Berry to the Rescue
Elder berries are famous for their use in colds and flus, especially for nasal congestion. The use of this herb for helping relieve symptoms and overcoming the infection has been documented for over 2,000 years. The berry not only activates the immune system, but it directly impedes virus’ mechanisms to invade cells. If that wasn’t enough, elder berries are also excellent for their releasing properties. They are considered as diaphoretic and diuretic. Meaning they allow perspiration and urination to release toxins and metabolic waste from the body. This is key for feeling more energetic, recovering from the tissue damage and releasing waste from the immune system defending the body.
How Massage Relaxes Your Nervous System
By Coco Pile
Our automatic (autonomic) nervous system is divided into two systems or programs. One gears up the body to take action for the challenges we face in life, and the other gears down the body to restore, build, and heal. In our hectic society, we most often times practice using mostly our active (sympathetic) nervous system, and allow our healing (parasympathetic) nervous system get weak. Most people only think of the parasympathetic nervous system as our state for rest and digesting, or reproduction. Which is true, these functions do increase during this state, but most people aren't aware that in this state we collect resources to restock our reservoirs and build new cells/tissue to heal from damage in our active state. This imbalance of using one nervous system more than the other is a strong cause for the rising cases of anxiety, insomnia, digestive issues, infertility, and so much more. One way to counteract this imbalance is to receive massage regularly. Massage induces the relaxing, rebuilding, healing nervous system to help improve this very important state for balanced vitality and quality of life.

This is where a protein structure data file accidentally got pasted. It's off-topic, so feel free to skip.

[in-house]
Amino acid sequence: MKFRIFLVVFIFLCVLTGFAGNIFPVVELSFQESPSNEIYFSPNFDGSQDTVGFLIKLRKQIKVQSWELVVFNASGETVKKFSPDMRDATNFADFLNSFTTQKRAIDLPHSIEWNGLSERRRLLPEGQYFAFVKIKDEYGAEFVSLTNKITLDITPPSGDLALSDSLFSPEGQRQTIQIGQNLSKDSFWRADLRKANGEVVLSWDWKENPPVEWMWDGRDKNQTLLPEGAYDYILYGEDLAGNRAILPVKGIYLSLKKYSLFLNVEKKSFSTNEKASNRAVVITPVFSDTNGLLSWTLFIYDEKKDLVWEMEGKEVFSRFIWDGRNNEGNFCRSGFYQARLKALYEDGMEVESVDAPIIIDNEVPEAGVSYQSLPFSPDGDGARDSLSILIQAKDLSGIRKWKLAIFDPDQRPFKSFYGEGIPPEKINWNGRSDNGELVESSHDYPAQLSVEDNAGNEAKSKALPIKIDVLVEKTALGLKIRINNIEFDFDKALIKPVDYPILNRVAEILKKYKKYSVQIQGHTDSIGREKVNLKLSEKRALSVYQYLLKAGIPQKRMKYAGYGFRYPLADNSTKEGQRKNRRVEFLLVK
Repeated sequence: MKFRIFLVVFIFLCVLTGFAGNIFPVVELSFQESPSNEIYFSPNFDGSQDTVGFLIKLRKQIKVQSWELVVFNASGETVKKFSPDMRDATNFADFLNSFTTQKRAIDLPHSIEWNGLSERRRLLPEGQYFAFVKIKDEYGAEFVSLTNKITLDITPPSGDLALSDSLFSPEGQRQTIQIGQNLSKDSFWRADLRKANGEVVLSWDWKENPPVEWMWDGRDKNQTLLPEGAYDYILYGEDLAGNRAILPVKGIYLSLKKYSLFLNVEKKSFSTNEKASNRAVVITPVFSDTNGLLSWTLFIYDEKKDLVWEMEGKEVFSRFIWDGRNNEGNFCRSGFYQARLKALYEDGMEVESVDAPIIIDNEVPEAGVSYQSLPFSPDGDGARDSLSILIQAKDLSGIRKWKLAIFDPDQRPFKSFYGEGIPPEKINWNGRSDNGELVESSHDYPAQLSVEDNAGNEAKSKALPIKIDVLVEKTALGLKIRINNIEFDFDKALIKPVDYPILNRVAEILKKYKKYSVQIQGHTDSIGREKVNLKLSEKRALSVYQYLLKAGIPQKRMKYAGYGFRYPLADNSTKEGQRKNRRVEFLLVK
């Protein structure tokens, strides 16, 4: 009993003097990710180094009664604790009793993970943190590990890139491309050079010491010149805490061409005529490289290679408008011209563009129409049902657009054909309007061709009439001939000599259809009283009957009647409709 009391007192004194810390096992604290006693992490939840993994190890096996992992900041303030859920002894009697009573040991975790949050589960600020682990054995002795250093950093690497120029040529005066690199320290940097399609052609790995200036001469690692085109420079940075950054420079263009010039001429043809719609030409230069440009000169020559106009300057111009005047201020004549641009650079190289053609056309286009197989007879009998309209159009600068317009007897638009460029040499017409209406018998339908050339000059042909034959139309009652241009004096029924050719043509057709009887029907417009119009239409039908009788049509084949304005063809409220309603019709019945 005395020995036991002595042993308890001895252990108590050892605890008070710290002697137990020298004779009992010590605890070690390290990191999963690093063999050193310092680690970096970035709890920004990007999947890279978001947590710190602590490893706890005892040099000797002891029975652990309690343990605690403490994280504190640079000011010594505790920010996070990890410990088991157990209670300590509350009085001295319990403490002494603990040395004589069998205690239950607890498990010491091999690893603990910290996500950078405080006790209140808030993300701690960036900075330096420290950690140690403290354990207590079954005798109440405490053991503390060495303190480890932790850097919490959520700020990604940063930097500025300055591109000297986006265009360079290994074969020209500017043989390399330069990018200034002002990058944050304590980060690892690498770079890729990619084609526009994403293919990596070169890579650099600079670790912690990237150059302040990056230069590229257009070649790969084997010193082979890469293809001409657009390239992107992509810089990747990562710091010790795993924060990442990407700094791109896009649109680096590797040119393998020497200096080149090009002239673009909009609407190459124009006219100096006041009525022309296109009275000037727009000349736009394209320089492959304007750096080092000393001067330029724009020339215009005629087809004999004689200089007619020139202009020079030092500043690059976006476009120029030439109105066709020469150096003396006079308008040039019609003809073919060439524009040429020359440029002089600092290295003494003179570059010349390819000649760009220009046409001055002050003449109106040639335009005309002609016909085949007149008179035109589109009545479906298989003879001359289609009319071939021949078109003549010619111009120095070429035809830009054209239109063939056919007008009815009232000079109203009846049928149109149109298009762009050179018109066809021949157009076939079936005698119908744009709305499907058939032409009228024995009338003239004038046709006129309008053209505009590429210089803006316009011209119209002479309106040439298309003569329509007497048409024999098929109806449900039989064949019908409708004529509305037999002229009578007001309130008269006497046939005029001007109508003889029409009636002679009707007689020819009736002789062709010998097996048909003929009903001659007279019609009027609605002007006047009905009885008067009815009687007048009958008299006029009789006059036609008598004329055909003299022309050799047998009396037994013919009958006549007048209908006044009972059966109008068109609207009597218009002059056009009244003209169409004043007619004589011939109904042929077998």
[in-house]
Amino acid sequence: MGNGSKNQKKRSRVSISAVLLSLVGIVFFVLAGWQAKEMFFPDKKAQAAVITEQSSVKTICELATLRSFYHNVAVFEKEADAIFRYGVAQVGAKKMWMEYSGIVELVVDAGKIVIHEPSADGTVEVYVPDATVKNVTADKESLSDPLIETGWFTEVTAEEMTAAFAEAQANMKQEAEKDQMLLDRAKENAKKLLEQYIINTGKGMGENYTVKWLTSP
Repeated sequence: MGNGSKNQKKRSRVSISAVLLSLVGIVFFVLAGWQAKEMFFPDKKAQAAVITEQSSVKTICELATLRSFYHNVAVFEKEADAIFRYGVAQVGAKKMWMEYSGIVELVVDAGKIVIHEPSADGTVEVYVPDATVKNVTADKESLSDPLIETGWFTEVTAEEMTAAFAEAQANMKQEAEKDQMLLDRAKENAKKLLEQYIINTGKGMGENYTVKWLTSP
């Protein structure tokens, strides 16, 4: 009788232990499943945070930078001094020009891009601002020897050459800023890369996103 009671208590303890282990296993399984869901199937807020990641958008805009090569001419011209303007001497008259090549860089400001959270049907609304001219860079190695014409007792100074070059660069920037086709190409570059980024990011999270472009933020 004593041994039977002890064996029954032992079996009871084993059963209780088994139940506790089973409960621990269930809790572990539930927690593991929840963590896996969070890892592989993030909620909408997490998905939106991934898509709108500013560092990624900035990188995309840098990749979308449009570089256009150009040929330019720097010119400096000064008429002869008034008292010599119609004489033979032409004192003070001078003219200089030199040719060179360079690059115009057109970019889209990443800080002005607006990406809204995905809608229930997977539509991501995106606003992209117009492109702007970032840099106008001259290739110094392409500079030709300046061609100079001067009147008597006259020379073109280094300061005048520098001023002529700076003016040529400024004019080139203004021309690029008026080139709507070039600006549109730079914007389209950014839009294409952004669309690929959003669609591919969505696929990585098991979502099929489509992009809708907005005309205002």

Try a Thai massage to help heal your nervous system! Click here for more info.
Don't Ignore Body Pain
By Coco Pile
Just because that pain in your body went away after a few weeks, doesn't mean that the tension or imbalance of the muscles has gone away. It means that your nervous system stopped trying to tell you there was an issue because you were ignoring it. It's just like how you loose perception of a ring on your figure, or cloths on your back. If your body is telling you there is an issue, listen to it!! When you practice ignoring the signs your body is giving you, bigger problems start to compound in your body and you'll "wake up" to a serious condition.
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Relieving Tension Through Massage